Alvarez and Munguia unusually polite to each other leading up to all-Mexican Cinco de Mayo fight

FILE - Undisputed super middleweight champion Canelo Alvarez, left, poses with boxer Jaime Munguía during a news conference in Beverly Hills, Calif., Tuesday, March 19, 2024. Consensus super middleweight champion Canelo Alvarez faces Jaime Munguia in an all-Mexican fight on Cinco de Mayo weekend. (AP Photo/Damian Dovarganes, File)

LAS VEGAS (AP) — Given the significance of two Mexican fighters facing each other on Cinco de Mayo weekend, Canelo Alvarez and Jaime Munguia have been especially respectful of each other heading into Saturday night's bout.

Much more so than what typically would be expected of a title fight when those going against each other often create fake controversies to gin up pay-per-view sales.

Alvarez saved most of his venom for his former promoter, Oscar De La Hoya, who now works on the other side with Munguia. De La Hoya gave just as well as he received, and at times it felt during Wednesday's news conference as if he was the opposing boxer rather than Munguia.

A point Alvarez, the consensus super middleweight champion, was sure to make.

“He tried to get the attention for him not for Munguia," Alvarez said before unleashing a string of expletives at De La Hoya.

Alvarez went R-rated after the interpreter didn't fully translate his Spanish words into English. So Alvarez made sure his feelings were clearly known by doing the translating himself. He soon rose to his feet to directly challenge De La Hoya, but no blows were thrown.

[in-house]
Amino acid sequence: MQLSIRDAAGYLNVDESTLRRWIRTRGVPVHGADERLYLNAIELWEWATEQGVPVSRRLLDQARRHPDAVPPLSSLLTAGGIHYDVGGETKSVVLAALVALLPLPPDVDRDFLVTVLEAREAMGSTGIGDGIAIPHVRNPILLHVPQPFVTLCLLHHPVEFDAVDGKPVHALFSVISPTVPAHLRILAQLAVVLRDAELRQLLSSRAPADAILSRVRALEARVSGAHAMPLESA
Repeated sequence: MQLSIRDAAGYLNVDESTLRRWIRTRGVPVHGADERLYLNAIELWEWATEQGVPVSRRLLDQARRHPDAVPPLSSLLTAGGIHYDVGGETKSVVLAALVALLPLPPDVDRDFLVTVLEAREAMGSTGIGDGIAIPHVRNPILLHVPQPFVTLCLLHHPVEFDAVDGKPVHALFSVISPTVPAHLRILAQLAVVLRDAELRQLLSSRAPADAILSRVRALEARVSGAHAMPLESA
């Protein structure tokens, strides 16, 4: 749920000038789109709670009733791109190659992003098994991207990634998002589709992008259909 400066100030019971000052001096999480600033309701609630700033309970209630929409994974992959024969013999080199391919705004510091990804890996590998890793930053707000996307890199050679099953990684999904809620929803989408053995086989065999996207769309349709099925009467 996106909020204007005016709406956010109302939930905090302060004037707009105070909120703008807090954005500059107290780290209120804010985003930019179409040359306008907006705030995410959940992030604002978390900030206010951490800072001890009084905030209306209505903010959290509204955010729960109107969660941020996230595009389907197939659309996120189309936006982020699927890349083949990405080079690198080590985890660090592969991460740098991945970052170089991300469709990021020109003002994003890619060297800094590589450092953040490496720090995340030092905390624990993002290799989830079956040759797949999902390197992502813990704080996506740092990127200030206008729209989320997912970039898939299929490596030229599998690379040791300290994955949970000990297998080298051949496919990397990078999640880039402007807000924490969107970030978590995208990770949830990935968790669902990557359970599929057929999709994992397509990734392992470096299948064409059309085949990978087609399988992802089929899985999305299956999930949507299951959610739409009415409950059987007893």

ESPN reported that De La Hoya sent Alvarez a cease-and-desist letter demanding that the boxer stop making claims that De La Hoya's Golden Boy Promotions stole money from fighters.

The spotlight eventually will turn to the competitors in the ring and for good reason.

Just about any fight involving Alvarez is must-see. He is an enormously popular four-division champion who has established himself as one of history's great boxers, taking a 60-2-2 record (39 knockouts) into this weekend.

Alvarez will try to do what no one else has accomplished — defeat Munguia, who is 43-0, 34 victories by KO.

“Canelo has great experience," Munguia said through an interpreter. "He’s gone up against great fighters. I may not have that resume where I’ve gone up against so many great fighters, but what I do have is youth on my side. I want to be able to showcase my capabilities inside of the ring to come out with the win in the end.”

A big question is one of age. Alvarez, at 33, is much closer to the end of his career than the beginning, In the 27-year-old Munguia, he is going against someone hungry to move that timeline along.

“I don’t really pay attention (to) if he’s younger or older," Alvarez said. "I’m different. I’m Canelo. I don’t care. My experience, my talent, my intelligence is different.”

Alvarez is a minus-450 favorite at BetMGM, meaning a $100 bet pays $22.22 if he wins.

From the unusually polite tone between the fighters this week, just the fact that Alvarez and Munguia are meeting is a win in itself.

“It’s more a celebration,” Alvarez acknowledged. "No matter what (fans) support, I think this fight is for them and I feel proud.”

Munguia said through an interpreter that didn't mean the fighters would go easy on each other.

“You can expect a full-out Mexican war," Munguia said. "You’re not going to be disappointed. It’s going to be a great fight on Saturday night.”

Three belts on the line on the undercard:

Mario Barrios will defend his WBC interim world welterweight title against Fabian Maidana, WBC interim world featherweight champion Brandon Figueroa faces Jessie Magdaleno and Eimantas Stanionis puts his WBA welterweight title at stake against Gabriel Maestre.


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